Mark Waldrep, aka Dr. AIX, has been producing and engineering music for over 40 years. He learned electronics as a teenager from his HAM radio father while learning to play the guitar. Mark received the first doctorate in music composition from UCLA in 1986 for a "binaural" electronic music composition. Other advanced degrees include an MS in computer science, an MFA/MA in music, BM in music and a BA in art. As an engineer and producer, Mark has worked on projects for the Rolling Stones, 311, Tool, KISS, Blink 182, Blues Traveler, Britney Spears, the San Francisco Symphony, The Dover Quartet, Willie Nelson, Paul Williams, The Allman Brothers, Bad Company and many more. Dr. Waldrep has been an innovator when it comes to multimedia and music. He created the first enhanced CDs in the 90s, the first DVD-Videos released in the U.S., the first web-connected DVD, the first DVD-Audio title, the first music Blu-ray disc and the first 3D Music Album. Additionally, he launched the first High Definition Music Download site in 2007 called iTrax.com. A frequency speaker at audio events, author of numerous articles, Dr. Waldrep is currently writing a book on the production and reproduction of high-end music called, "High-End Audio: A Practical Guide to Production and Playback". The book should be completed in the fall of 2013.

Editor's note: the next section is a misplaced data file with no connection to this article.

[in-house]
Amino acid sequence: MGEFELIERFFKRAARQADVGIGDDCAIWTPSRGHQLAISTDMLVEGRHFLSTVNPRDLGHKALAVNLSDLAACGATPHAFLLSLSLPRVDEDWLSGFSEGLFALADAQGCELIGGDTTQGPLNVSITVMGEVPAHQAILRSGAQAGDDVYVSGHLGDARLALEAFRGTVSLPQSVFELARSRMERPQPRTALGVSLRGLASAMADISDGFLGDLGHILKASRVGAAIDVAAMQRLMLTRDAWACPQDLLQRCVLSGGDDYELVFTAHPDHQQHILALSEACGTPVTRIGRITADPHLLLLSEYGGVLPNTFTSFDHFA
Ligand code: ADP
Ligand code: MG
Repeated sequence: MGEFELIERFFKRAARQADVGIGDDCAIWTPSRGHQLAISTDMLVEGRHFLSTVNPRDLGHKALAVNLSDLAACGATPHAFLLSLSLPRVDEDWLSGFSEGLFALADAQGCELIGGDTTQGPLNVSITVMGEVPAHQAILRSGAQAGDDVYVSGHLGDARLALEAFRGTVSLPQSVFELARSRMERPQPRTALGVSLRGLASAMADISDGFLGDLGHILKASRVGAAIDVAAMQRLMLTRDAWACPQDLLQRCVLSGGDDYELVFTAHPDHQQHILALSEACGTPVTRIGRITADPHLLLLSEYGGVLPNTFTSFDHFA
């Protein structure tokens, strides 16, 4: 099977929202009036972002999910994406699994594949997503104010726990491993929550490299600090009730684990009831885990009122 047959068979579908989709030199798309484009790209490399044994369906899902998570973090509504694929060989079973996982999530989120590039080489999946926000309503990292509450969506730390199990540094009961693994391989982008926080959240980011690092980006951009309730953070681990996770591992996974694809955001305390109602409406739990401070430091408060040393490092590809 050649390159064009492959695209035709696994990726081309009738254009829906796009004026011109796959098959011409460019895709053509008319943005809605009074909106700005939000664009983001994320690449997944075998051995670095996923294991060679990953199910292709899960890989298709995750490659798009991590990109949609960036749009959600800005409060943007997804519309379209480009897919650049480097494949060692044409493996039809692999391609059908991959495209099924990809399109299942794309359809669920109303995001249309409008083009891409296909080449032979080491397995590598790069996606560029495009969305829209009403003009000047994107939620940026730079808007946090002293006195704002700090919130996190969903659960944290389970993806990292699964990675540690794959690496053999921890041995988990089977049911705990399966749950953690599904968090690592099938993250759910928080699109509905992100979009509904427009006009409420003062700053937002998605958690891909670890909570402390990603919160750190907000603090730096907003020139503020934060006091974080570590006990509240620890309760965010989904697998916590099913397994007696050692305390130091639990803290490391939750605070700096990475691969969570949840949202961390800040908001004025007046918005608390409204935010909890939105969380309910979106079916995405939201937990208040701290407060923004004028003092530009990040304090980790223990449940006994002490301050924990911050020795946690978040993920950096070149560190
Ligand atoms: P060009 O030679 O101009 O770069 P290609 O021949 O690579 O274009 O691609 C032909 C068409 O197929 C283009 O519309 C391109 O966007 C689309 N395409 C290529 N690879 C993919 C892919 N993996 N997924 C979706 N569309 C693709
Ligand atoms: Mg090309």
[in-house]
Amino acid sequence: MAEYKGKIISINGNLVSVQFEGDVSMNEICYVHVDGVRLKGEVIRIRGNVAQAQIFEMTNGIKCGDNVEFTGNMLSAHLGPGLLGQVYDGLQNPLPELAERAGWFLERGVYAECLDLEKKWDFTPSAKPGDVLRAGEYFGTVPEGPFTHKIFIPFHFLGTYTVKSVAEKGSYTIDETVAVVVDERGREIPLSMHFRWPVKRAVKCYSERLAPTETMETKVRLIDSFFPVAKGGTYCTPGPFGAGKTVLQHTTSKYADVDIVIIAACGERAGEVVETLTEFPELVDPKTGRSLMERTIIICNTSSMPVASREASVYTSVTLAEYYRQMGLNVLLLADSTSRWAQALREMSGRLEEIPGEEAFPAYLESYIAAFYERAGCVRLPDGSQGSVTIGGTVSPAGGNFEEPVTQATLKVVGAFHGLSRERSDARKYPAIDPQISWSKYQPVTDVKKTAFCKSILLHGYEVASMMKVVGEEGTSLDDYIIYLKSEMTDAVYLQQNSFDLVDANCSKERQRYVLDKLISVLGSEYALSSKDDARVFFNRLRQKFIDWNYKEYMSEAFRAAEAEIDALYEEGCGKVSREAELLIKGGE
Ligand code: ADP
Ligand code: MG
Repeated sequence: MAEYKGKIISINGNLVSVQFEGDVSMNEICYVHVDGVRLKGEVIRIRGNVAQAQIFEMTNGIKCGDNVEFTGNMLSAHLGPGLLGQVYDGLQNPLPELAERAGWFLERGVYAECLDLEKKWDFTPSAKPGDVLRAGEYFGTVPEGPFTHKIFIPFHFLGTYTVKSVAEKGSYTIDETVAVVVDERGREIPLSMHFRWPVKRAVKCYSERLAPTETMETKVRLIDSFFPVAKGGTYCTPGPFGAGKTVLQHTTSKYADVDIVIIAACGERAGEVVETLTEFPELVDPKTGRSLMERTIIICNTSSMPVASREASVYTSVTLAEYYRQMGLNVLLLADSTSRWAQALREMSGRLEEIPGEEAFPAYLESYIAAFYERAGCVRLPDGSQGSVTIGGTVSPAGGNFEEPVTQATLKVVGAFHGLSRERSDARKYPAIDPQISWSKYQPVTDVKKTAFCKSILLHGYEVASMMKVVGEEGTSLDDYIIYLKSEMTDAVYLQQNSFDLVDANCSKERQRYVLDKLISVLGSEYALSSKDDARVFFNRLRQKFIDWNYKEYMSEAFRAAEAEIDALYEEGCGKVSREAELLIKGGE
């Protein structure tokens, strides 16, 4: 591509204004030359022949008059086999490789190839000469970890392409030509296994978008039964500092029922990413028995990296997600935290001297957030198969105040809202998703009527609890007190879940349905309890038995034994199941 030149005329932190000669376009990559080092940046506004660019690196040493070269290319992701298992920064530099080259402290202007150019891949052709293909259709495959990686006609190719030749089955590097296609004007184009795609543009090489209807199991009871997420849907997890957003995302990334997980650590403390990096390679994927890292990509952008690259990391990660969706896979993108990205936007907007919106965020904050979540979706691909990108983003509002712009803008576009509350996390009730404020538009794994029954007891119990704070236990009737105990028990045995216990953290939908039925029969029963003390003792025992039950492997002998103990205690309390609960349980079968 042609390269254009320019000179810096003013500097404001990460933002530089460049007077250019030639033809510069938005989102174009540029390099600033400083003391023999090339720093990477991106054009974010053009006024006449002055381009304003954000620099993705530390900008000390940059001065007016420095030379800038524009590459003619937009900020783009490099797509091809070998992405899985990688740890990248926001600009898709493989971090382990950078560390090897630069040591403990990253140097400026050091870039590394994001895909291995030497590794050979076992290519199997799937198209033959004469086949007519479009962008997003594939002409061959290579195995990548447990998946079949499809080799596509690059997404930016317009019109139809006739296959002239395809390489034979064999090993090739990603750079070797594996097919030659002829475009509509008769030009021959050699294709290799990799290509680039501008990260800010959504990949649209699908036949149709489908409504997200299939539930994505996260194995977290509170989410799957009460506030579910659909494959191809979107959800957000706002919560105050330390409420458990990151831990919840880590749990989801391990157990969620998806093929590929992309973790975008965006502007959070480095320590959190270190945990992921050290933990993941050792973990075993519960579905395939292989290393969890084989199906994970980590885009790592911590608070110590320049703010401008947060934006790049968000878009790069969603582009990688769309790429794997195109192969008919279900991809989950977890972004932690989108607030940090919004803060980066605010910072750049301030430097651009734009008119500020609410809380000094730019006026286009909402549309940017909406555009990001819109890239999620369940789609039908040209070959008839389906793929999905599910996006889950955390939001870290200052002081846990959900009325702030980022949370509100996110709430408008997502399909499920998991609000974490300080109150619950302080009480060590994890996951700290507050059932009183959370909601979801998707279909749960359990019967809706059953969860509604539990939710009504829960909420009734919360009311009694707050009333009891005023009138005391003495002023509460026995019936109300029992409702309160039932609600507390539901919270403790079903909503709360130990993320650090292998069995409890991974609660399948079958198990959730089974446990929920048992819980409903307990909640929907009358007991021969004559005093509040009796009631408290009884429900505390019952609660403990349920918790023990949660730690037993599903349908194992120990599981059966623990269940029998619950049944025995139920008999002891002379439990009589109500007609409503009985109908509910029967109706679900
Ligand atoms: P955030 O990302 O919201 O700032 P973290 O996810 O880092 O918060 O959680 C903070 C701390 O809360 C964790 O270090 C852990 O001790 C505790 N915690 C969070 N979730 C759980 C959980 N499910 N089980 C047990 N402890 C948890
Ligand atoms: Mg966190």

2 thoughts on “Capturing and Reproducing Dynamic Music

  • January 29, 2015 at 7:51 am


    I am all for greater understanding and your evangelism for High Resolution Audio. I experienced DVD-Audio when I bought an Acura TL in early 2004 and listened to the disc that you produced for that vehicle. I immediately went and bought a DVD-Audio player, which I still have, and deployed two 5.1 setups in the house I was living in at that time. I used the Acura disc to show anybody that would give me 5 minutes, how fantastic HRA was (96/24 stereo) and surround sound.

    I have since moved and am setting up a 5.1 system in my current house and I will continue to demonstrate HRA to anyone who will give me 5 minutes when they come to my place.

    As I was reading your email yesterday, it struck me how ironic it is that you provide your daily information in a written/read format when the topic is about audio. I encourage you to consider using an audio format occasionally, with audio examples when possible. I understand the logistics and greater time/expense this would entail for you though that may be offset by the greater audience you could reach. I am not strictly speaking of a podcast as much as an audio version with example files to further make the points of your post.


    PS I suspect you use voice recognition at the moment based on some of the contextual inconsistencies so you may be part of the way there 😉

  • February 11, 2015 at 6:20 pm

    PPS I realized it was Elliot Scheiner that produced the sampler DVD-Audio disc that came with the 2004 Acura TL. My apologies for the error.


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